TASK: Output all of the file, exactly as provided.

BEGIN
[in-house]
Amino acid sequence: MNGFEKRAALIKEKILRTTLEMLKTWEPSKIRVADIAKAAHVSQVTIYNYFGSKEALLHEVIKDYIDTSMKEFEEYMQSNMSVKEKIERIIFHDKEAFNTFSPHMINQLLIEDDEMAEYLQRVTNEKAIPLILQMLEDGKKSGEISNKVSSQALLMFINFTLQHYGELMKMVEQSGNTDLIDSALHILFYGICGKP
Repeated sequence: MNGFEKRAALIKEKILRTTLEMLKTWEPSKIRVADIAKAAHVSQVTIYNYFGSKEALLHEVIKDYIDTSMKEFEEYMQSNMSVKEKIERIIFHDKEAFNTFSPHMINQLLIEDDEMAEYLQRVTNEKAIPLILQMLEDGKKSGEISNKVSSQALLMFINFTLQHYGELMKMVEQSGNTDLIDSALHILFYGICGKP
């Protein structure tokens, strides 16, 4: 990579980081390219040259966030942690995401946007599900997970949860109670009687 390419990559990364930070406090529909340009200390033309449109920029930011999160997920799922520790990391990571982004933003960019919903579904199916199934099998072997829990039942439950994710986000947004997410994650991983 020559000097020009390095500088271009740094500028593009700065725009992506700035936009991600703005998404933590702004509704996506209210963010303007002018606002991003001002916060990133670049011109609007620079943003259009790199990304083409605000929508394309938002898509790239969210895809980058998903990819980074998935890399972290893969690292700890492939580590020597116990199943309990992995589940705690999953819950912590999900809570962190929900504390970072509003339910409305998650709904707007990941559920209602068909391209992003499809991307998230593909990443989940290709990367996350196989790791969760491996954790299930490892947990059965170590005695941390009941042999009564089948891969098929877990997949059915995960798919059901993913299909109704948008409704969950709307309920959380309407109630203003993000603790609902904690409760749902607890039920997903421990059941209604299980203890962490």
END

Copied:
[in-house]
Amino acid sequence: MNGFEKRAALIKEKILRTTLEMLKTWEPSKIRVADIAKAAHVSQVTIYNYFGSKEALLHEVIKDYIDTSMKEFEEYMQSNMSVKEKIERIIFHDKEAFNTFSPHMINQLLIEDDEMAEYLQRVTNEKAIPLILQMLEDGKKSGEISNKVSSQALLMFINFTLQHYGELMKMVEQSGNTDLIDSALHILFYGICGKP
Repeated sequence: MNGFEKRAALIKEKILRTTLEMLKTWEPSKIRVADIAKAAHVSQVTIYNYFGSKEALLHEVIKDYIDTSMKEFEEYMQSNMSVKEKIERIIFHDKEAFNTFSPHMINQLLIEDDEMAEYLQRVTNEKAIPLILQMLEDGKKSGEISNKVSSQALLMFINFTLQHYGELMKMVEQSGNTDLIDSALHILFYGICGKP
């Protein structure tokens, strides 16, 4: 990579980081390219040259966030942690995401946007599900997970949860109670009687 390419990559990364930070406090529909340009200390033309449109920029930011999160997920799922520790990391990571982004933003960019919903579904199916199934099998072997829990039942439950994710986000947004997410994650991983 020559000097020009390095500088271009740094500028593009700065725009992506700035936009991600703005998404933590702004509704996506209210963010303007002018606002991003001002916060990133670049011109609007620079943003259009790199990304083409605000929508394309938002898509790239969210895809980058998903990819980074998935890399972290893969690292700890492939580590020597116990199943309990992995589940705690999953819950912590999900809570962190929900504390970072509003339910409305998650709904707007990941559920209602068909391209992003499809991307998230593909990443989940290709990367996350196989790791969760491996954790299930490892947990059965170590005695941390009941042999009564089948891969098929877990997949059915995960798919059901993913299909109704948008409704969950709307309920959380309407109630203003993000603790609902904690409760749902607890039920997903421990059941209604299980203890962490």